A common cry from various clinicians who work in the field of pain management but who are not psychologists is “but now what?” when they recognise that a key factor in recovery is something psychosocial. The answer is not, I suspect, heading off to become a psychologist!
For several reasons, I think it’s critical for non-psychologists to get comfortable with psychosocial language and principles.
- All clinicians use psychological principles in their interactions with patients. Like it or not, when we give advice or encouragement we’re using knowledge gleaned from psychological study. We might call it something like “developing rapport”, but no matter what we call it, these interpersonal skills are psychosocial in nature. If we use these approaches, it’s pretty important to make sure we’re doing it effectively.
- If the patient is being seen within an interdisciplinary or multidisciplinary team setting, being consistent in the use and management of psychosocial factors is critical for treatment success (IMHO). There’s nothing quite like working in an interdisciplinary team that has coordinated and synthesised the model they’re working with so that the patient hears the same messages from everyone. Conversely, imagine what it’s like for a patient to hear different things from different clinicians working in a team. Especially for a patient who needs to feel confident that the team working with him or her know what they’re doing.
- Psychosocial factors consistently present as the most potent variables in recovery. And even though we may not yet know the most effective ways to manage psychosocial factors, every clinician needs to be open to identifying them and beginning to work with them because the factors are so incredibly pervasive.
It’s this last one that I want to briefly mention today. Sub-acute low back pain is probably one of the most common pain presentations for which people seek treatment. While most acute low back pain can get better quite quickly without too much interference from health providers, for people with sub-acute low back pain, getting treatment is a major step. Sub-acute low back pain is pain that has persisted for a couple of weeks (give or take!) maybe up to six weeks, and doesn’t appear to be getting any better. It’s at this six week point that many authorities and clinical guidelines suggest that additional assessment and targeted intervention should occur.
Assessment at this point seems to need to include psychosocial factors so that they can be identified and managed as soon as practicable. The tools that seem to have the most support are below, and are all open for use by health practitioners with training in basic statistics, and who READ the original research so are able to interpret the findings. (Anyone who uses an assessment without doing so should be ashamed.)
The Orebro Musculoskeletal Questionnaire is a common measure used to identify risk of ongoing disability, and it’s been shown to have good predictive validity (as well as other good psychometric properties). But there are three other measures that are also often used as ‘early’ screening instruments – the Pain Catastrophising Scale (scoring and interpretation here), and a depression or mood/anxiety measure such as the Hospital Anxiety and Depression Scale (here’s a nice brief summary of interpretation). And of course, there is the Tampa Kinesiophobia Scale.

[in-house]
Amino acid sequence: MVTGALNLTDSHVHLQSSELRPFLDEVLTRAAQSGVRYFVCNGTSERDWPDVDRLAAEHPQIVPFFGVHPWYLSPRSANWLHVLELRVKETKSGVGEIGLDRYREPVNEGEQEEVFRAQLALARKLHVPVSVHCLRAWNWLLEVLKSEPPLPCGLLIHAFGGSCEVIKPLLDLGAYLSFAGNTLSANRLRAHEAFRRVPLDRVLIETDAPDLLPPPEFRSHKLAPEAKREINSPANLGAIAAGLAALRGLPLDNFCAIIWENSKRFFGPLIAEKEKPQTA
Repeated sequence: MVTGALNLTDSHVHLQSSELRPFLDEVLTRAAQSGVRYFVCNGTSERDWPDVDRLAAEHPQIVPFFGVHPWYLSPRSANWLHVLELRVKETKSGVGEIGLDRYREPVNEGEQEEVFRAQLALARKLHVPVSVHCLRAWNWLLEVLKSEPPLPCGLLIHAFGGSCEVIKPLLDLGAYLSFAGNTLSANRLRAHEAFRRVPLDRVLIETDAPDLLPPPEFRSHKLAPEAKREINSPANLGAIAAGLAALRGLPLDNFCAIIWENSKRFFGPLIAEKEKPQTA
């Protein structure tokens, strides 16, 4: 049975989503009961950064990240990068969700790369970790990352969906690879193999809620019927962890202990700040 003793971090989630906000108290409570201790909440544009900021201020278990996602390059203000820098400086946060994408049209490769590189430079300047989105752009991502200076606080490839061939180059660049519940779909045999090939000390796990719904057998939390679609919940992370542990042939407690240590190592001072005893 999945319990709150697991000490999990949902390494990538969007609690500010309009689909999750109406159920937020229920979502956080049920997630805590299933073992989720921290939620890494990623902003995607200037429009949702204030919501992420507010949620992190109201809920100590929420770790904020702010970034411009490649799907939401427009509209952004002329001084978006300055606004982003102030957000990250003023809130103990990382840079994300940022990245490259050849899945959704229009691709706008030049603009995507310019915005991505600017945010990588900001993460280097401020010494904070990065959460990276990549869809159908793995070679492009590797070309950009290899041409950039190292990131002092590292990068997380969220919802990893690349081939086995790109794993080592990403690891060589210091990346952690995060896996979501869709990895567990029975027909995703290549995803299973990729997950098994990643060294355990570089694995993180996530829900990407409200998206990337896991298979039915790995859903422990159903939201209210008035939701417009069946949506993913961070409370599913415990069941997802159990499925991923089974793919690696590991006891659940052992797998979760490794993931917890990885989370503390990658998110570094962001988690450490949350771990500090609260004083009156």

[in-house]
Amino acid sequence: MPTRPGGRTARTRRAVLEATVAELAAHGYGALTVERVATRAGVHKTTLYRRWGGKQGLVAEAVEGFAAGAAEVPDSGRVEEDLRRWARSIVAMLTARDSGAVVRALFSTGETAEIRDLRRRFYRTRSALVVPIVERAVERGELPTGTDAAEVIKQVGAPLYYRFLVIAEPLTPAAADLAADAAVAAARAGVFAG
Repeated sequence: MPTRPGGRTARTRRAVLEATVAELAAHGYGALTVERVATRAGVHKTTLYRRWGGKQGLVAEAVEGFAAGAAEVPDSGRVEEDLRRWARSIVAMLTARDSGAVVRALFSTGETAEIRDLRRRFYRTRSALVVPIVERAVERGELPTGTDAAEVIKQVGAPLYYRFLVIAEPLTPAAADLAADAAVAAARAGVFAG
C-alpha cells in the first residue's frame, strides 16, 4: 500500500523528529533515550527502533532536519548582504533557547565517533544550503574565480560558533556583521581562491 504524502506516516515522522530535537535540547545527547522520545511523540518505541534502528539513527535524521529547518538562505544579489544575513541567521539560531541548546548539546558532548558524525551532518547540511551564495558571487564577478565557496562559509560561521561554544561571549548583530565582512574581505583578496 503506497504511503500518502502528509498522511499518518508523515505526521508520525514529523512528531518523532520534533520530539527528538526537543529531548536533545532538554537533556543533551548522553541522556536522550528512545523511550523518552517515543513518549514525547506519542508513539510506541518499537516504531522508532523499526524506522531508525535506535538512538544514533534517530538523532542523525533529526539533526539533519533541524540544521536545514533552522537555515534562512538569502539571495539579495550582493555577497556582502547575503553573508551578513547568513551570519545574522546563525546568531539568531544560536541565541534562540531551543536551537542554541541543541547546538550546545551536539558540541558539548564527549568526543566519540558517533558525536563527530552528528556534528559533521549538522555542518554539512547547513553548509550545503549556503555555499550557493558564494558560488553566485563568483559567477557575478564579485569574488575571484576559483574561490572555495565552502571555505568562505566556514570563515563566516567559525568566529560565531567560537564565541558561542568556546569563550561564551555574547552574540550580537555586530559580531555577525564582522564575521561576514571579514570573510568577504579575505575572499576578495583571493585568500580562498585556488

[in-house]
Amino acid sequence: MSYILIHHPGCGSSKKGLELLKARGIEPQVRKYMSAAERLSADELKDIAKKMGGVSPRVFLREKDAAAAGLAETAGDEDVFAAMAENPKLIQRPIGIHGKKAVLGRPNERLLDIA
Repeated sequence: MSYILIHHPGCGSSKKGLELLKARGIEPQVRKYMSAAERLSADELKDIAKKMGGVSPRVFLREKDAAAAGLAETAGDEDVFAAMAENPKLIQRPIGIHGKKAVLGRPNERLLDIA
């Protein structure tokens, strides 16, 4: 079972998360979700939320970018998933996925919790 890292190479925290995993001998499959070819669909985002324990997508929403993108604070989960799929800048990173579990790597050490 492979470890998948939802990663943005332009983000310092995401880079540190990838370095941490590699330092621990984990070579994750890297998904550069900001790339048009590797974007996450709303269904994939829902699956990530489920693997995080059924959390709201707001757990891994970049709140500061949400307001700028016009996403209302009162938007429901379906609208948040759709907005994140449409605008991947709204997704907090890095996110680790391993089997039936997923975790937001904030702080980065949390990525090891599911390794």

Once a person is identified as having an elevated score, or one in the ‘clinical’ range, what then?
“The patient’s beliefs, especially any alarmist or catastrophic beliefs, about their pain should be sought. “ is the advice given by Linton, Nicholas, MacDonald et al., (2011). It’s these catastrophic beliefs about pain, combined with low mood (particularly thinking patterns that involve ruminating on, or brooding about how bad the pain is and the negative implications of having pain).
Then, “encouragement to upgrade activities and exercises, as well as education and attempted reassurance about pain may be sufficient to achieve meaningful changes in many”, as these authors say. It’s part of everyone’s role to be cautious about the words we use and the advice we may give.
Here’s the HealthSkills advice for nonpsychologists:
- Give precise advice about what to do. State these in positive language “Sit for five minutes, then stand up and stretch” rather than “Don’t sit for too long.”
- Give reasons for your advice. This makes you think about why you’re giving advice! If you can’t think why the person should do as you suggest, or you can’t find an evidence-based rationale, then don’t give it out!
- Ask the person about their understanding of their pain. Gently give them an accurate explanation if what they believe differs from reality – show them their records, even phone their original clinician up in the patient’s presence to discuss the findings if you need to, use illustrations and diagrams. But at the same time, encourage them to ‘test’ the helpfulness and/or accuracy of these beliefs by carrying out mini experiments within daily life.
- Make sure you give clear timeframes for any activity restrictions. Review restrictions regularly and give the ‘green light’ for getting back to normal. Don’t just leave this as being ‘common sense’ – you have no idea how often patients carry on with activity restrictions long after any physiological need to do so has passed.
Wait, there’s more – but that’s for tomorrow!
Linton, S., Nicholas, M., MacDonald, S., Boersma, K., Bergbom, S., Maher, C., & Refshauge, K. (2011). The role of depression and catastrophizing in musculoskeletal pain European Journal of Pain, 15 (4), 416-422 DOI: 10.1016/j.ejpain.2010.08.009